It pains me to say this, but next time you head to Western Mexico, stay away from the taco. I consider tacos to be a pillar of a truly balanced diet, but on a recent trip to the Mexican state of Nayarit, I found my favorite food overshadowed by the array of tasty, indigenous, and sometimes downright weird foodstuffs.
The roots of indigenous Mexican cuisine run deep throughout the region and much of the daily cuisine dates back to the Aztecs. Here are a few surprising and delicious can’t-miss snacks to seek out along Mexico’s west coast.
Photo by Maggie Fuller
What is it? This fermented corn beverage is the hangover cure we’ve all been seeking—or at least that’s what the locals say. In fact, many call it “the drink of the gods,” though that is more likely due to its pre-Colombian origins and ties to traditional ceremonies still practiced by the indigenous Huichol people. Made from the same masa dough used to make tamales, the drink’s very low alcohol content and added salt might actually be what makes it the perfect morning drink after a night of too many cervezas. And there’s no denying that with a scoop of lime sorbet, it’s absolutely delicious.
And it tastes like… While there is a slight tang—similar to that of tamarind—from the unrefined sugar used in the fermentation, tejuino is not a sweet drink. In fact, it tastes almost like a carrot-potato juice, but without that sweet carrot-y flavor.
Where to get it: You can find tejuino all over Mexico, but the drink is strongly associated with Colima and Jalisco and you can easily find it up and down the west coast.
What is it? Sidewalk shrimp are almost exactly what they sound like: shrimp dried out on the sidewalk. The dried shrimp are then ground and made into all sorts of incredible dishes—everything from thin, crispy tortillas, to a thick soup, mousse-like pâtés (pictured here to the right of the grilled fish), or even mixed into empanada dough and fried.
And it tastes like… Deliciousness. And shrimp, of course.
Where to get it: While you can get dishes prepared with dry shrimp in many places in Mexico, if you want the famous sidewalk shrimp, you’ll have to take a boat to the island city of Mexcaltitán. The city is flooded for half of the year, but during the dry season, the city’s high sidewalks are the perfect drying surfaces for the abundance of shrimp harvested from the surrounding waters. Tamaleria Angelina is well known for its empanadas de camaron and for its tortillas de camaron, but if you’re looking for a full meal, try Mariscos Kika, which sits on its own offshore island.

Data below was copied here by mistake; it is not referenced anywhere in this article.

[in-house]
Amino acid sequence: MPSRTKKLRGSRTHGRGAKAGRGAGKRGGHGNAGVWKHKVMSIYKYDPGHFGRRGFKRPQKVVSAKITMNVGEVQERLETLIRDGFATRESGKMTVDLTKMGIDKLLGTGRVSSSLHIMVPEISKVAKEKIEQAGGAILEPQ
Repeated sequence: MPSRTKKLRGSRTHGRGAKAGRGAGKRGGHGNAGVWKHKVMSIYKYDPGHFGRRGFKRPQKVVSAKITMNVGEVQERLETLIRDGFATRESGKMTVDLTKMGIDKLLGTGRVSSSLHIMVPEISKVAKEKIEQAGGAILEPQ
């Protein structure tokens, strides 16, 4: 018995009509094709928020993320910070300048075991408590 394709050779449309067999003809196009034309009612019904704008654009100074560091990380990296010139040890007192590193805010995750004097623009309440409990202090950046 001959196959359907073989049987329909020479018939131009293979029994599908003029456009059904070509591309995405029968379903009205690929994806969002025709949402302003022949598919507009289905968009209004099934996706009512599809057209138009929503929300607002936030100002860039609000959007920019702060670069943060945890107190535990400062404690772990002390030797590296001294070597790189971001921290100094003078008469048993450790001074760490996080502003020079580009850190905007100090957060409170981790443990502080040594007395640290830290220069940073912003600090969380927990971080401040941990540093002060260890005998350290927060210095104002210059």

Photo by Maggie Fuller
What is it? OK, so shaved ice isn’t the most revolutionary dessert, but it is a classic in Mexico, and Nayarit’s Refresquería El Manantial takes the concept to a whole new level. Not simply content to use shaved ice and syrup, El Manantial tops its raspados with a rainbow of syrupy fruit flavors, condensed milks, chocolates, caramels, and all sorts of nuts and candies, and serves them in classic soda fountain glasses. If you can dream it, they can probably make it.
And it tastes like… A bowl full of ice cream toppings and a sugar high. The ice flakes are really just there to hold up the toppings.
Where to get it: The original Refresquería El Manantial is in Compostela, but they’ve expanded throughout Nayarit, from Tepic to Mazatlan and even down to Puerto Vallarta.
Courtesy of Refresquería El Manantial
What is it? Corn smut. It’s a fungus that grows on corn, has a very umami flavor, and is considered a delicacy in Mexico, where it has been a staple of the cuisine since the Aztec times. It’s often served in tamales or quesadillas where its strong flavor is balanced by cheese and starch.
And it tastes like… While huitlacoche has been called the Mexican truffle, don’t expect that distinctive truffle taste if you order a quesadilla con huitlacoche. It does pack a punch, but the flavor is far more comparable to a smoky, earthy mushroom.
Where to get it: Huitlacoche is actually experiencing a bit of a vogue throughout Mexico, where the recent culinary renaissance has put such indigenous ingredients at the forefront. While you can find it all over Mexico, if you’re interested in learning how to cook with it, check out the new indigenous ingredients program at the Four Seasons Punta Mita.
What is it? A spineless cactus with psychoactive properties.
And it tastes like… Transcendence.
Where to get it: Alright, alright so you actually probably won’t eat peyote on your trip to Western Mexico—it is illegal—but there are people in Western Mexico who can legally consume the cactus. And not just because they’re in touch with their inner Ken Keseys. For the Huichol community—an indigenous people who have been living in Western Mexico for an estimated 15,000 years—the plant is a sacred part of their religious rituals. They are therefore one of the few groups in the country allowed to legally possess and consume peyote. The legality of joining in for religious purposes is murky, but there is a community of Huichol people in Nayarit who host homestays, so if you happened to be staying during one of their yearly ceremonies and IF there is enough—this is important, the community’s religious leader stressed that they don’t always have enough to share—you might have the opportunity to risk it. For the experience, of course.